Manufacturing — once the backbone of Jackson County’s economy — has been making a recovery this year after shedding almost 3,000 jobs locally from 2005 to 2010.
While the automotive sector is a major factor in the rebound, firms like Midbrook, RTD Manufacturing and American Tooling Center are expanding to making products for the medical, military and alternative energy fields.
That means more manufacturers are hiring, said Annette Norris, director of the Jackson Area Manufacturers Association’s Academy for Manufacturing Careers. She said that was rare a year ago.
“There’s such a demand for skilled workers,” Norris said. “I do think things are turning around for manufacturing.”
During the past year, the number of manufacturing jobs in Jackson County rose by 200, the Michigan Department of Technology, Management and Budget reported. The 7,800 manufacturing jobs in September represented 14 percent of the county’s 54,100 non-farm payroll jobs.
“Jackson has a good work force and a work force that knows manufacturing,” said Cheryl Norey, spokeswoman for Michigan Automotive Compressor inc., 2400 N. Dearing Road.
MACI is investing $75 million to retool virtually all of its production lines during the next two years. The company announced this year it will add 79 full-time jobs.
The company, which produces automotive air-conditioning compressors primarily for Chrysler and General Motors, has hired about 20 people and plans to hire 30 more by the end of the year.
MACI has 613 employees and more than 100 temporary workers.
Company officials pointed to new product lines and higher demand for some of MACI’s compressors as reasons for the hiring, as sales have increased in the North American auto market.
“For most manufacturers, the auto industry is changing quickly,” Norey said. “We’ve seen the auto industry turn around. We think it’s going to be fairly steady at the level that it is now.”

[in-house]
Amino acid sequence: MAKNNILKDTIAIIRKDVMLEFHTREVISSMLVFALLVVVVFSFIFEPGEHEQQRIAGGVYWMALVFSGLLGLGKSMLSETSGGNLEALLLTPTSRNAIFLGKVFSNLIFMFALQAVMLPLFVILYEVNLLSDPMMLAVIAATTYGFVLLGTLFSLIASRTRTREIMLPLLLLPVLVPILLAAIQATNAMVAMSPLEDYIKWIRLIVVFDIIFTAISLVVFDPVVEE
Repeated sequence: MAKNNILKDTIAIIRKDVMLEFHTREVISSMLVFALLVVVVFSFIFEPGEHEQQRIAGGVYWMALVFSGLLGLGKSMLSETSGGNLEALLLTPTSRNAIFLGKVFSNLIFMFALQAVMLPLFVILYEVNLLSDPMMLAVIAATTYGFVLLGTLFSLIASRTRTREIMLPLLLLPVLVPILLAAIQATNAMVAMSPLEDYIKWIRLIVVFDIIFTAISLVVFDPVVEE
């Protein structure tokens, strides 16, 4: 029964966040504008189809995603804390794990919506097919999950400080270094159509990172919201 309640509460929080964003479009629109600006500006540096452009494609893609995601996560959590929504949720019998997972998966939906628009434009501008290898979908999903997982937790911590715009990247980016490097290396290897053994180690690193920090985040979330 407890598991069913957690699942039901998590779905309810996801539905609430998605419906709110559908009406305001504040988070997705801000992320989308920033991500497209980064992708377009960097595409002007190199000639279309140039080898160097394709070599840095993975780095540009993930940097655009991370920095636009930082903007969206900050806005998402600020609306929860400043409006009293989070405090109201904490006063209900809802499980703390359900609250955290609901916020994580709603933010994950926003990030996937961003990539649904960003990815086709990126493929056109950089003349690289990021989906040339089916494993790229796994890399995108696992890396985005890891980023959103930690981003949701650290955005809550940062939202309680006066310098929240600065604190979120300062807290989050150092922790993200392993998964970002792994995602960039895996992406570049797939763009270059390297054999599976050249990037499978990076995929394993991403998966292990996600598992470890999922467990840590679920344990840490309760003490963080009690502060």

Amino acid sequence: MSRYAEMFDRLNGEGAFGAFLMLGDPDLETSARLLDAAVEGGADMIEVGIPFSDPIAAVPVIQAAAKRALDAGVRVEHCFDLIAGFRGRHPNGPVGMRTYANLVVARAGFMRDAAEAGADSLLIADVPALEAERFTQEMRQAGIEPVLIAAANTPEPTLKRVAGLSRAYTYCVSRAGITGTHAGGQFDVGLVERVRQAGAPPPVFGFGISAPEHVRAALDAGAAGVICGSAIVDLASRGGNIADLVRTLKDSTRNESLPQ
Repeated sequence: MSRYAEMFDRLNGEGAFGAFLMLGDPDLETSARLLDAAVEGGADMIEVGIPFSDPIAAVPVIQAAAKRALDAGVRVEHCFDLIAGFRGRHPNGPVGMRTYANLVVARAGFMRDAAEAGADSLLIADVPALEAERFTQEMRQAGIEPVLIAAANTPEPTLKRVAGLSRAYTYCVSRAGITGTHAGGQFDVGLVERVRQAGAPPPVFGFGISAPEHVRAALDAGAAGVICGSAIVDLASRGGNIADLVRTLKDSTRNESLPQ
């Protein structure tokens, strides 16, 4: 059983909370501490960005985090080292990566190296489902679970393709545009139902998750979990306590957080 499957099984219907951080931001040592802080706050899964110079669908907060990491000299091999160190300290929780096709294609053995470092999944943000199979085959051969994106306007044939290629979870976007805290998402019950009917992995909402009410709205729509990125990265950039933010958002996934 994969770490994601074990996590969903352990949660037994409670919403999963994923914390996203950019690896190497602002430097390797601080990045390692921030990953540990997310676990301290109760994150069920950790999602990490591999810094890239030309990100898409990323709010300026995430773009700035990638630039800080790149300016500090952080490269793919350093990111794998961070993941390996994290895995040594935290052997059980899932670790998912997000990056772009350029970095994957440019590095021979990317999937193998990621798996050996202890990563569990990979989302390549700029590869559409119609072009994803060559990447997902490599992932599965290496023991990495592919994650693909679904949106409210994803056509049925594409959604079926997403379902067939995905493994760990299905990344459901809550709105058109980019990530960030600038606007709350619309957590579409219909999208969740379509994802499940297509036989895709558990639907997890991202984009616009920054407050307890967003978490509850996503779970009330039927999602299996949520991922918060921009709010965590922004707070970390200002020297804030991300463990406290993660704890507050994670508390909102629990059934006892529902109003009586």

The return to stability is a major change for local manufacturers, who suffered during the recent recession. In 2005, there was a monthly average of 10,300 manufacturing jobs in Jackson County.
The trend was much the same statewide, as Michigan’s manufacturers cut their work force by 200,000 employees from 2005 to 2010.
MACI and others are not adding enough jobs to reverse local job losses, but they are putting more people to work:
• Great Lakes Industry inc., 1927 Wildwood Ave., announced in April that it expects to hire 40 people in the next five years. It is adding machinery to expand its manufacturing capability and increase the size and precision of the gears it makes. The company employs 70.
• In April 2010, Tenneco announced an expansion plan that includes an increase in jobs at its Grass Lake engineering facility, which employed 350 at the time.
• In September 2010, TAC Manufacturing, 4111 County Farm Road, announced plans to add at least 20 jobs. The company employs about 600, including about 100 temporary workers.
Phil Sponsler, president of Orbitform Group at 1600 Executive Drive, said his company is growing and adding jobs as well.
Since March 2010, the manufacturer has added 17 jobs and plans to add several more toward the end of the year, going into next year.
The company employs 60.
“We do remain cautious, but we are optimistic about 2012,” Sponsler said.
“even in the hard times, we were taking chances and risks to try new things.”
One new thing is expanding into the retail market. In may, the company bought Interlochen-based Pit Products and its sister company, Garage Pals.
Both companies are now making aluminum cabinets, garage doors and cabinets under Orbitform’s roof.
Orbitform is updating its product line and also has done more marketing through its website and through its applications lab, where companies can test out Orbitform machinery with their products and building processes.
In the past six years, Orbitform has invested $2 million in tooling, software, equipment and education for staff to be more competitive in the marketplace.
“We just have a great team and we can take risks,” Sponsler said. “We are a heavily engineering and skilled work force.”